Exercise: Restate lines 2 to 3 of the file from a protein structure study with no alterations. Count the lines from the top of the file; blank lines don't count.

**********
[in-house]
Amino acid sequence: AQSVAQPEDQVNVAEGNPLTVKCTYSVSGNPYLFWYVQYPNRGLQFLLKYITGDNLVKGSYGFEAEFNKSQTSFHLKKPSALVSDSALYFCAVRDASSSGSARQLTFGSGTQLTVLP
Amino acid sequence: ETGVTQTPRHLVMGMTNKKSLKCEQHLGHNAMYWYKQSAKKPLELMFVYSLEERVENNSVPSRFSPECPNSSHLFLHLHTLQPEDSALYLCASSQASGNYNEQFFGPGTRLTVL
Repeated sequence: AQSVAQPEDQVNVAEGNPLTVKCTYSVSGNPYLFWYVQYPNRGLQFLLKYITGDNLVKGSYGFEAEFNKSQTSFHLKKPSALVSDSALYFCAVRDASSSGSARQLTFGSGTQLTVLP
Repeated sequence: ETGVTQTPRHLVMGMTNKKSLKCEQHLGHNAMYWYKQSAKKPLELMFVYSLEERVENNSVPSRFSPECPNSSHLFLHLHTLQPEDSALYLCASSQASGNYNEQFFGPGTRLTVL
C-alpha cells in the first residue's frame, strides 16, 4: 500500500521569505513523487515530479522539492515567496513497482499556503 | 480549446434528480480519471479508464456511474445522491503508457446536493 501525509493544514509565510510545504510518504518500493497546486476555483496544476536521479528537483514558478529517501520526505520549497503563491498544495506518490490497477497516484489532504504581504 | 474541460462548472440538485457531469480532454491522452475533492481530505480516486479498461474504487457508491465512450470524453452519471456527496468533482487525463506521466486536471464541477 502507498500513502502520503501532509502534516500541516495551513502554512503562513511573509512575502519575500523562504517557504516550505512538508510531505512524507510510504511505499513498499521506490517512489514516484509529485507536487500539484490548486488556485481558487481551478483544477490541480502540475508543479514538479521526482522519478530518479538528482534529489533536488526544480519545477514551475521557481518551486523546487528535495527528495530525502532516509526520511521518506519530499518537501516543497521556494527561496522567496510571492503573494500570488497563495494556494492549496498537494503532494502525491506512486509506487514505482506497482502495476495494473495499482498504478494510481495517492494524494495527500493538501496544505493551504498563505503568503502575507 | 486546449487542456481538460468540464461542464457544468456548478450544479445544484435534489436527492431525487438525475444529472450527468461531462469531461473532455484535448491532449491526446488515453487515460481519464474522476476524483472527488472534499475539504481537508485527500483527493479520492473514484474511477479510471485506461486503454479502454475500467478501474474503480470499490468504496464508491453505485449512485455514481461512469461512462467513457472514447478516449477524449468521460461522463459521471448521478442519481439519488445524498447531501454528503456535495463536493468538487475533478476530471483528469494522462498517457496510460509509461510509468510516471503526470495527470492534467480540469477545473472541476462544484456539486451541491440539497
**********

Amino acid sequence: AQSVAQPEDQVNVAEGNPLTVKCTYSVSGNPYLFWYVQYPNRGLQFLLKYITGDNLVKGSYGFEAEFNKSQTSFHLKKPSALVSDSALYFCAVRDASSSGSARQLTFGSGTQLTVLP
Amino acid sequence: ETGVTQTPRHLVMGMTNKKSLKCEQHLGHNAMYWYKQSAKKPLELMFVYSLEERVENNSVPSRFSPECPNSSHLFLHLHTLQPEDSALYLCASSQASGNYNEQFFGPGTRLTVL